Most importantly, his free throw routine is certain to catch the eye of fans. After receiving the ball from the referee Sengun takes a deep breath in before proceeding to bring the ball up to his face and whisper sweet nothings to it for about four seconds. I can only imagine all the memes that could come from this if he becomes a high-caliber player in the league.

 

One near guarantee is his offensive rebounding effort, tallying 3.8 per game this last season was good for the highest rate in the league. It's clear Sengun has no issues playing through contact and is willing to do the dirty work before softly draining a putback or find the open shooter. Additionally, effectively running the floor is borderline essential for a big and Sengun has no struggles in that field, he actually amplifies his team's ability to run in transition with supreme outlet passes.

Aside from the post-ups, the one other skill I have questions about it's effectiveness at the next level is his handle. On rare occasions, Sengun flashed some dribble moves and confidence that were intriguing. I think it will be enough for sporadic moments, but who knows how successful he will be attacking closeouts when asked to space the floor. For now, the minimal handle could be utilized in dribble hand-offs or open court situations.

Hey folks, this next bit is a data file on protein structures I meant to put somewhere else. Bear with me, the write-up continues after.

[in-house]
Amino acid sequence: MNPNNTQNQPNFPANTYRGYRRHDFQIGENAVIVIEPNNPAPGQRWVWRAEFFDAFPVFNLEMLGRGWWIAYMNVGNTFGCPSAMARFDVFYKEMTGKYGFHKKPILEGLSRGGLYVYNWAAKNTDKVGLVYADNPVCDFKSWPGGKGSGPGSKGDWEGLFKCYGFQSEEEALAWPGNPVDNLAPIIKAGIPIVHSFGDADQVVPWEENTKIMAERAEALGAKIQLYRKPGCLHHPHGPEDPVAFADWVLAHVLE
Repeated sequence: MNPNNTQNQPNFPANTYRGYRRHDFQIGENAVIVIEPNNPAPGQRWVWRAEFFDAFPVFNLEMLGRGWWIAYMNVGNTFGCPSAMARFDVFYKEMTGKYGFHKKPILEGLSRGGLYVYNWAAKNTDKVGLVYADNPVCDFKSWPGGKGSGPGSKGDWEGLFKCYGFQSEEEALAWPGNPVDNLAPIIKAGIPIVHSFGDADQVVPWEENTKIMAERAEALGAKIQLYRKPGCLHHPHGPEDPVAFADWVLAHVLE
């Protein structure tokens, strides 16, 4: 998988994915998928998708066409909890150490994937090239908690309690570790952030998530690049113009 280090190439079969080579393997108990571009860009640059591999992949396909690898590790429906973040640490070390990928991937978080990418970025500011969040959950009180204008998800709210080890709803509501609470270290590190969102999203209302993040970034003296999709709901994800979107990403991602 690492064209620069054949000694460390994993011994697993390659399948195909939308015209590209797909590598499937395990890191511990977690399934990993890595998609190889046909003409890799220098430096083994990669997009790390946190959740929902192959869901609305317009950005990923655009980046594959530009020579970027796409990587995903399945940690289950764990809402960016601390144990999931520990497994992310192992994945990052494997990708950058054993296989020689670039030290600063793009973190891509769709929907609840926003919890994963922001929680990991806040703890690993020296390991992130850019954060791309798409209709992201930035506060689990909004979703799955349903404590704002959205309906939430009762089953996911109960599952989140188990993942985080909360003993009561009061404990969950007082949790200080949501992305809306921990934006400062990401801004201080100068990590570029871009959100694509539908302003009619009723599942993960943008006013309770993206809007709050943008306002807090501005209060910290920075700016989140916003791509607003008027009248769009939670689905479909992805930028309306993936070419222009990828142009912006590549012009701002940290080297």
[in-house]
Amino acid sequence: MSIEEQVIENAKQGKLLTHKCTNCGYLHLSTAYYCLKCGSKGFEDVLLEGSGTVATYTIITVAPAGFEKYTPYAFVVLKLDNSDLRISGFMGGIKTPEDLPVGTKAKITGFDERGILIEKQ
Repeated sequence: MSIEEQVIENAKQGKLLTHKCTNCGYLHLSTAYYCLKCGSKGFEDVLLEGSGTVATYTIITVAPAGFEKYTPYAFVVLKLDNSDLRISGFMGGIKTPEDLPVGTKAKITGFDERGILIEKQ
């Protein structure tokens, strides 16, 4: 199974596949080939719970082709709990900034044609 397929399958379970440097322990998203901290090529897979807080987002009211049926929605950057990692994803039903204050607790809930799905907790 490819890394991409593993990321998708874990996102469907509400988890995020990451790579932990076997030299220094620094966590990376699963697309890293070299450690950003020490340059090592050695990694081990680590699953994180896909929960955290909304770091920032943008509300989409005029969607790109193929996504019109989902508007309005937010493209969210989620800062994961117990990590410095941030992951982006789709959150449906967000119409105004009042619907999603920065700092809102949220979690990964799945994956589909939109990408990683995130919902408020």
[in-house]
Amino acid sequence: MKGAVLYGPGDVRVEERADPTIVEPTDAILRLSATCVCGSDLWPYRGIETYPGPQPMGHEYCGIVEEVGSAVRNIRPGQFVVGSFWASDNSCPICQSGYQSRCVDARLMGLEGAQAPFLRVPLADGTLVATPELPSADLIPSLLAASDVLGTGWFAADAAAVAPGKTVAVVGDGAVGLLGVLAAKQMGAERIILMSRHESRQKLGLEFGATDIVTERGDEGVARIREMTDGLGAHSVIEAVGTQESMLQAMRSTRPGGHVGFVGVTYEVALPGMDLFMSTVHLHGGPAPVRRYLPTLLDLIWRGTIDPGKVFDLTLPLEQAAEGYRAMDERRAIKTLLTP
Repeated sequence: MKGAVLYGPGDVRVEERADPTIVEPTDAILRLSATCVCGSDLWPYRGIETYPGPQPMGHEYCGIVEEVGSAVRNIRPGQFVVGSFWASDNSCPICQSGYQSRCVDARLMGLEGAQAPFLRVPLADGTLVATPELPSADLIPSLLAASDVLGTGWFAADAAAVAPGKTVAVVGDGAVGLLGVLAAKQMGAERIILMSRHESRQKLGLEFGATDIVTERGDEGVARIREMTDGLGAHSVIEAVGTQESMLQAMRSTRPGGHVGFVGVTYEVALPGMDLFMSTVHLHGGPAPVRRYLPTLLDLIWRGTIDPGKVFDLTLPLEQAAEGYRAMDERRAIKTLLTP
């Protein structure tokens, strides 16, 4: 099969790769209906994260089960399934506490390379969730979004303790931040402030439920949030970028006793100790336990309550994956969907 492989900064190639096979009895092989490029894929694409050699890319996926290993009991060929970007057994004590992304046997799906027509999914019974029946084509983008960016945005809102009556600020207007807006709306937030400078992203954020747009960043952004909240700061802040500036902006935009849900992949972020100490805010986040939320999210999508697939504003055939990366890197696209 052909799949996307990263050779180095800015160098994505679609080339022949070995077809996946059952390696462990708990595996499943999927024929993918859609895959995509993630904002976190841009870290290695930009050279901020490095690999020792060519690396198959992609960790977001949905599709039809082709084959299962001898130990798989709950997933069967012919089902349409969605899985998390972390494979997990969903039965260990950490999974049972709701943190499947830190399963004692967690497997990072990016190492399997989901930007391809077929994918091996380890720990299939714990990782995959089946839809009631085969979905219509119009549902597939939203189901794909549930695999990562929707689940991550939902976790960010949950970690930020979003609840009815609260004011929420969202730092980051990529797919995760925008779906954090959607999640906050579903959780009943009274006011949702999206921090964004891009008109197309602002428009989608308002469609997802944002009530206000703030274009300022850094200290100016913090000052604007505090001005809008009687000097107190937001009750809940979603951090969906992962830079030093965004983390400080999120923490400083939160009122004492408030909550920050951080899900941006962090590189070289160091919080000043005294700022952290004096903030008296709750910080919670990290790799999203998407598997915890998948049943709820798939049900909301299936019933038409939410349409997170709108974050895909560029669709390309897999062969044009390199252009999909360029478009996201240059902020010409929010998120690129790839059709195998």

If Alperen Sengun is proven unable to post-up NBA centers at a high level, he still projects to be a highly impactful offensive player. I think of Al Horford on the offensive end, good at everything but not elite at anything which is a useful offensive cog. There is potential for that elite skill becoming the aforementioned post-up, but adjusting to new length and strength at his size may prove to be puzzling. But would Al Horford have held much value in the league if he wasn't also a high-impact defender?

That offensive potential is the reason anyone is high on Alperen Sengun, and it's the grounds for why he was the BSL MVP at 18-years-old. Hesitance arrives from most when they dive into his defensive film, which is particularly concerning when projecting Sengun as a center.

The Center is the most valuable position in the league on the defensive side of the floor. The worst defenses in the league often are rostering and/or starting poor defensive centers - even if they are blamed too often, centers are the position most capable of cleaning up other's mistakes. If other core members of the roster are poor or even below-average defenders, center is the position to then prioritize defense if you want any chance of sniffing top-10 in defensive rating. To survive as a long-term center in the NBA, you must be able to either defend the rim or move your feet well on the perimeter and have at least one effective pick-and-roll defense.

At the moment, Sengun checks one of the two necessary boxes. He showed an ability to protect the rim from the weak side but regularly struggled when directly involved in the action and has no currently positive pick-and-roll coverages he is capable of consistently executing. Centers with notable offensive contributions often become net negatives (this is most common in a playoff setting) when they can be attacked relentlessly on the defensive side of the ball - think Montrezl Harrell, Enes Kanter, or Thomas Bryant.